A soup this nutritionist uses to reset : NYT

After long trips, Eve Persak recharges with a flavorful, vegetable-rich soup that can be adapted endlessly.

Some say exercise is the best way to beat jet lag. Eve Persak embraces that mantra. A triathlete, nutritionist and frequent flier, Persak typically clears customs and heads straight for the water — be it Hulopoe Bay when she’s in Maui or the Atlantic Ocean when she’s in Turks and Caicos — to swim. On her first trip to London, she explored the city almost entirely by jogging through the streets. “A friend suggested I take a tour bus,” she recalls, “I was like, ‘A bus?’ I like using my legs.” These days Persak travels quite a bit; since 2017, she has overseen the nutrition and wellness-related programs for the Como hotel group’s 15 destinations — the latest of which will open in Tuscany this spring. From her home base in Penestanan, in central Bali, she travels between the Como properties to advise on menus, offer nutritional counseling to guests and private clients, lead culinary-focused retreats and help shape SuperNature, Como’s gourmet organic grocery line (sold in its Dempsey Marketplace in Singapore). “Food can be therapeutic,” she says to explain the philosophy that guides each of her projects. “I really focus on ingredients that are minimally touched and respectful of the environment, and do something in the body.”

Eve Persak, photographed at The Slow in Canggu, Bali.CreditTommaso Riva

When cooking for herself, Persak, who grew up in Chicago, keeps it simple out of necessity. “In Bali, I have fewer cooking utensils and appliances — you need to be very resourceful,” she says. Her house is in a small village outside of Ubud, on a secluded path lined with frangipani, hibiscus and heliconia. Sometimes the electricity goes out, and, she says with a shrug, “there’s no one to call to fix it — you just have to wait for it to go back on.” Persak often rides her motorbike to the local markets, where she stocks up on fresh produce, which she likes to purée to create vibrant, vitamin-rich soups. Her current favorite is a warm evergreen soup, made from healing bone broth and fiber-packed cruciferous vegetables — such as broccoli, cauliflower and kale — garnished with grated, anti-inflammatory turmeric. Sometimes she will stir in miso paste for a dose of probiotics (“when I’m feeling I need some digestive settling”), or if her body demands more energy, she will add sliced avocado and a handful of pumpkin seeds (for “a bit of a crunch and extra zinc for immunity”).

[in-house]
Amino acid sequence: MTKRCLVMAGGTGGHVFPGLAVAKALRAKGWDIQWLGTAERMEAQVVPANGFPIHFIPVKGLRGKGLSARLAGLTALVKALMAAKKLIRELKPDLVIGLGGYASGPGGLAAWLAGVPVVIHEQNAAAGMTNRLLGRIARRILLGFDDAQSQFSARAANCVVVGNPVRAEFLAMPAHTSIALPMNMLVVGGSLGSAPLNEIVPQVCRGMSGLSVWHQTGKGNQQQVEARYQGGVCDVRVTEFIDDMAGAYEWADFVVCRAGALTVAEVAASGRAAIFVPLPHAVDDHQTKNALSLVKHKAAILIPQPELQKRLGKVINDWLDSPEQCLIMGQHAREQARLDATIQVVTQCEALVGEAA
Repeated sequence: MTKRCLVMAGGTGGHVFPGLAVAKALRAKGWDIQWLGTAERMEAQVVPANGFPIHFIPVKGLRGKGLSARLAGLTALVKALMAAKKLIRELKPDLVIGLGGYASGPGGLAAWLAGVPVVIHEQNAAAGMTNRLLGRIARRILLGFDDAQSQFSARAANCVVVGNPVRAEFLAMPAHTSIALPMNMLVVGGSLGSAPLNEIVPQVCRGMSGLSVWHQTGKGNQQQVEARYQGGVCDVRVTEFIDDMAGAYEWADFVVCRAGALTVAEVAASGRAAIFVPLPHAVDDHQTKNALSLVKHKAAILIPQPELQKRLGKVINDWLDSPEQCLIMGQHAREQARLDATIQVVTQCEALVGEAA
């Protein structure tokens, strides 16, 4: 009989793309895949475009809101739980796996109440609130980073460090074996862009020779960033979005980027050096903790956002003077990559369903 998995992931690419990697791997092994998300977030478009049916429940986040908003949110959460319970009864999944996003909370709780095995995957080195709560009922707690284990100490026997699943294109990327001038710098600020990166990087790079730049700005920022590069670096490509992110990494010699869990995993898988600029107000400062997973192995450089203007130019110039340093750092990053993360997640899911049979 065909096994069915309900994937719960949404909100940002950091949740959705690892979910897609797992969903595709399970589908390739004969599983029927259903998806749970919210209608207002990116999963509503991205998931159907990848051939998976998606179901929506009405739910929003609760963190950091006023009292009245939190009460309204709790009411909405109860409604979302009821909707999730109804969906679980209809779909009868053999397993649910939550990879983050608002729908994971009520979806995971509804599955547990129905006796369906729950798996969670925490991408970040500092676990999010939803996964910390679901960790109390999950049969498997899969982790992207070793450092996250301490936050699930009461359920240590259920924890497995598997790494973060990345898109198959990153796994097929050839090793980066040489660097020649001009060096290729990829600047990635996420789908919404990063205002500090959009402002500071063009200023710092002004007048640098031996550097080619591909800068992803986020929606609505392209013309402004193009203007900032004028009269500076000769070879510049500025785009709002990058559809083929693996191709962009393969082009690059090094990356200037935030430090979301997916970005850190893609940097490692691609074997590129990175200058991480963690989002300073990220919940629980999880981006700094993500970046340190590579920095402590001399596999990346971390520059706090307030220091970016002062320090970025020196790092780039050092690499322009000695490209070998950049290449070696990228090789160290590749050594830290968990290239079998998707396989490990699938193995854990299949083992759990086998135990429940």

The easy, curative recipe, which is adapted from a chilled green soup served at Como properties, takes 15 minutes to prepare and only requires a stovetop burner and blender. Persak usually whips up a batch as “a fast snack” after returning from a trip to reset and replenish her body — it’s a dish, she says, that “really anchors me.” Here, she shares her recipe.
Eve Persak’s Evergreen Soup

Serves 1

1 ½ cup chicken bone broth (“I also use plain filtered water when I’m lazy or don’t have any stock on hand”)

1 cup chopped mixed vegetables, such as broccoli, spinach, kale and cauliflower (the latter “gives a little bit of plant-based creaminess”)

Pinch of fresh parsley and basil (“for the cleansing, reparative benefits”)

½ tablespoon white miso paste

¼ to ½ avocado, sliced

1 tablespoon raw pumpkin seeds

Pinch of freshly grated raw turmeric

1. In a small pot, add stock, vegetables, parsley and basil and a pinch of salt, and bring to a boil. Reduce heat, cover and simmer until vegetables are soft but still vibrant in color (about five to seven minutes).

2. In a small bowl, combine miso with ¼ cup hot water and stir until the miso is fully dissolved.

3. Once the soup is cooked, remove from heat, stir in the dissolved miso and let cool slightly.
Editors’ Picks

4. Transfer to a blender or food processor and blend to a fine purée.

5. Garnish with avocado, pumpkin seeds and turmeric.


Share this Post

Comments 1

Leave a Reply

Your email address will not be published.